Employees often encounter wildlife hazards when working outdoors. Far too often, however, the risks associated with the tiny mosquito are overlooked. Beyond itchy bites, these insects can cause illness and spread diseases, which may even be fatal. It is imperative to understand how to identify these bugs, the damage that they can cause and how to reduce the likelihood of being bitten.
Mosquitoes and diseases
Mosquitoes live in areas such as forests, grasslands and marshes, always near standing water. This means that encounters with these insects are inevitable, especially those frequenting the outdoors. There are two types of mosquitoes: permanent water and floodwater mosquitoes.
The permanent water variety lay their eggs in permanent to semipermanent bodies of water such as lakes, ponds, swamps, marshes and even containers that hold water.
According to the Centers for Disease Control and Prevention (CDC), “Floodwater mosquitoes lay their eggs in moist soil or in containers above the water line. The eggs dry out, then hatch when rain floods the soil or container.” Their habitats may include temporary pools and ponds created by melting snow or rain; floodplains along streams and riverbanks; irrigated fields and meadows; containers that fill up after rain; or tree holes that collect rainwater.
Only female mosquitoes bite people and animals to feed on their blood, which they need to lay eggs and reproduce. When one bites, it punctures the skin of the host. While the mosquito is feeding, it injects saliva into the skin, causing a red, inflamed bump and itching.
Most mosquito bites only result in a minor reaction, which can be treated by washing the area with soap and water, applying ice to decrease swelling or using a mixture of baking soda and water, over-the-counter anti-itch or antihistamine cream to reduce itching.
Some mosquitoes carry viruses and other diseases that can be transmitted to humans. Female mosquitoes carry arthropod-borne viruses, called arboviruses. Globally, these include Chikungunya, Dengue, West Nile, yellow fever, Zika and malaria. These illnesses should be taken seriously, as the Occupational Safety and Health Administration has issued interim guidance on West Nile and Zika viruses.
In the United States, the most concerning mosquito-transmitted virus is malaria. According to the World Health Organization, “It is a life-threatening disease primarily found in tropical countries. It is both preventable and curable. However, without prompt diagnosis and effective treatment, a case of uncomplicated malaria can progress to a severe form of the disease, which is often fatal without treatment.” It is not contagious or transmissible from person to person.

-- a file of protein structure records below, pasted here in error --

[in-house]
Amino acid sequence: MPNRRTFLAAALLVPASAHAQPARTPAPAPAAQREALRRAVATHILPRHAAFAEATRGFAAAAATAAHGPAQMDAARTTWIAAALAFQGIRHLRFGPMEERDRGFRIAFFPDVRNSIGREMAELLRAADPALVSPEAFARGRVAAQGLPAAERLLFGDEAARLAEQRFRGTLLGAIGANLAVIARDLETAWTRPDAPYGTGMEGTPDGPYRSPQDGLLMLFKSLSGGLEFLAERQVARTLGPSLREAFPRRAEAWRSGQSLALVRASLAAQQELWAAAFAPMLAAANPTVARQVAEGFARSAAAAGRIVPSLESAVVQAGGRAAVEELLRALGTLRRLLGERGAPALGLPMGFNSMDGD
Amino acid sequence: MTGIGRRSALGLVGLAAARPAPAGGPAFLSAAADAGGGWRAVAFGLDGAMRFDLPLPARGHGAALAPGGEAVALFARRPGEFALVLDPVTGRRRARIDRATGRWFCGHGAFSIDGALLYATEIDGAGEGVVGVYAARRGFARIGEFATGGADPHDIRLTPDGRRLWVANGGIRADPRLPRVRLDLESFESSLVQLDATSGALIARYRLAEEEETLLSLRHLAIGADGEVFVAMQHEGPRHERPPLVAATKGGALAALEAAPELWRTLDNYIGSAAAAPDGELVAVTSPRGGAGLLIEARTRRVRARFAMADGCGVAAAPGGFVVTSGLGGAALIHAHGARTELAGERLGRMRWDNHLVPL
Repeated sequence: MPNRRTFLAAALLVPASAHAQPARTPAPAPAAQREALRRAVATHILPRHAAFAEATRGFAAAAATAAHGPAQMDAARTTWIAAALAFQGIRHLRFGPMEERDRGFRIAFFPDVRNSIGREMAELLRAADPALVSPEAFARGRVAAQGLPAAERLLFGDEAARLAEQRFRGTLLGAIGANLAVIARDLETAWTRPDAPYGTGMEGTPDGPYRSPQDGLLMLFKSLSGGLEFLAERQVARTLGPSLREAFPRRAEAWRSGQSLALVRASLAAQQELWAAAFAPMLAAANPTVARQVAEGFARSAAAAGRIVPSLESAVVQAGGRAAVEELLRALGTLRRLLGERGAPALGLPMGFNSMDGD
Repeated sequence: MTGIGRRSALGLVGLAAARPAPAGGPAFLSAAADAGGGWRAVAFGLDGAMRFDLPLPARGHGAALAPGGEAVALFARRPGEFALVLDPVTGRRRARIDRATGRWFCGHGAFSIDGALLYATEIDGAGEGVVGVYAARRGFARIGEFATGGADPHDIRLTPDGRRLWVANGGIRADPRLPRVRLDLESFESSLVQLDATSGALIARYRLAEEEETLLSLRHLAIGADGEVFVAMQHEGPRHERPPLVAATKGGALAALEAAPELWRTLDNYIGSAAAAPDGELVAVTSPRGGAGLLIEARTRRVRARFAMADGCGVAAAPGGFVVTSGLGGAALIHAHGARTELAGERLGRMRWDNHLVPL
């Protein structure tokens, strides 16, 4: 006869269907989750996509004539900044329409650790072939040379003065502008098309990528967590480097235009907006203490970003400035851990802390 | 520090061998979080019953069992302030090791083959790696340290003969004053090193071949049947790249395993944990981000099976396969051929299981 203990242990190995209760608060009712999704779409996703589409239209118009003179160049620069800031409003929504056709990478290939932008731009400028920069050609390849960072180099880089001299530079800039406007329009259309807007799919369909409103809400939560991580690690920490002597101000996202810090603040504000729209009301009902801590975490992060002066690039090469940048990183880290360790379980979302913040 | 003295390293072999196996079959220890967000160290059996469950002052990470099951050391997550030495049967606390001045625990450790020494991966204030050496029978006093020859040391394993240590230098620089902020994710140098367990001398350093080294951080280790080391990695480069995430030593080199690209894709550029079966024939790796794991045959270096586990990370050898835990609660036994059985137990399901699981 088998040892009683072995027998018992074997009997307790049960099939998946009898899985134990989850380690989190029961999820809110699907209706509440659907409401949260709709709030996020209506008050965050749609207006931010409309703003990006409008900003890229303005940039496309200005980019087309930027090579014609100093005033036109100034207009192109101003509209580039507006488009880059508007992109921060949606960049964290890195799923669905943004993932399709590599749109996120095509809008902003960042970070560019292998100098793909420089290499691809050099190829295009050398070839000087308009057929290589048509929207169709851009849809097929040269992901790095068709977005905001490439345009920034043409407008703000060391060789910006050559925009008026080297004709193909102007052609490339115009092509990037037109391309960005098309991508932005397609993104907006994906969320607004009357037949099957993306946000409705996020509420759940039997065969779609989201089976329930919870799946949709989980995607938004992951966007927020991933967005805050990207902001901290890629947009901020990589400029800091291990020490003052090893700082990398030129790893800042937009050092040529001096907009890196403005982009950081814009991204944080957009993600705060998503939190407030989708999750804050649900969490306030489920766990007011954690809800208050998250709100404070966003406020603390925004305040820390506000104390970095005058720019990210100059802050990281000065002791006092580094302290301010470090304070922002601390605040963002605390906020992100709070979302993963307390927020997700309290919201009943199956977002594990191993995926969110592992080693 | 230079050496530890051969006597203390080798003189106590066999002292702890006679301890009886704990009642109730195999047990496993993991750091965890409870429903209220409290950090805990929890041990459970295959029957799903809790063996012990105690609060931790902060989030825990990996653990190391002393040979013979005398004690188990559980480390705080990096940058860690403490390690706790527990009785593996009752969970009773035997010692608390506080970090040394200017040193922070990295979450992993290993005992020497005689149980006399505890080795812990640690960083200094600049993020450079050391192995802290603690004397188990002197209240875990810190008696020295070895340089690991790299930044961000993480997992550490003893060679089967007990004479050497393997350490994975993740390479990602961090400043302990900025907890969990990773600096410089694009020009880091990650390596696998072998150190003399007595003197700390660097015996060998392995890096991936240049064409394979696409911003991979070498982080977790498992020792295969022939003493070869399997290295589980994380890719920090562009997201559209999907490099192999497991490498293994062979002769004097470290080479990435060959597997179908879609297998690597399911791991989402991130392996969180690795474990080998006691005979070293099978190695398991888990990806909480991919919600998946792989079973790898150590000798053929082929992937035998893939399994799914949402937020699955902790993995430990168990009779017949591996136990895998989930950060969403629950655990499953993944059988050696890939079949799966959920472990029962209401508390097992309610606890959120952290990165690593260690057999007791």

In June, the CDC issued a Health Alert Network Health Advisory to share information and notify clinicians, public health authorities and the public that, for the first time in 20 years, malaria cases were reported on American soil. The cases occurred in Florida and Texas.
Symptoms of malaria usually appear 10–15 days after being infected. Initially, they include fever, headache and chills. They can progress rapidly to multi-organ failure and even death. Children may also experience severe anemia, respiratory distress or cerebral malaria. If malaria is suspected, medical treatment should be sought immediately. A blood test can determine the result.
Staying safe on the job
In an effort to minimize mosquito encounters or bites, remove standing water from rain gutters, old tires, buckets, plastic covers and any other object or container where mosquitoes breed. Additionally, repellents, pesticides and structural barriers such as netting or screens can be used in mosquito-prone areas.
According to the EPA’ “Tips to Prevent Mosquito Bites”:
- Keep mosquitoes away from exposed skin by wearing long-sleeved shirts, long pants, and socks.
- Tuck shirts into pants and pants into socks to cover gaps in your clothing where mosquitoes can get to your skin.
- Stay indoors when possible, especially if there is a mosquito-borne disease warning in effect.
- Use EPA-registered mosquito repellents and follow label directions and precautions closely.
- Use head nets, long sleeves and long pants if you venture into areas with high mosquito populations, such as salt marshes.
- Replace your outdoor lights with yellow “bug” lights, which tend to attract fewer mosquitoes than ordinary lights.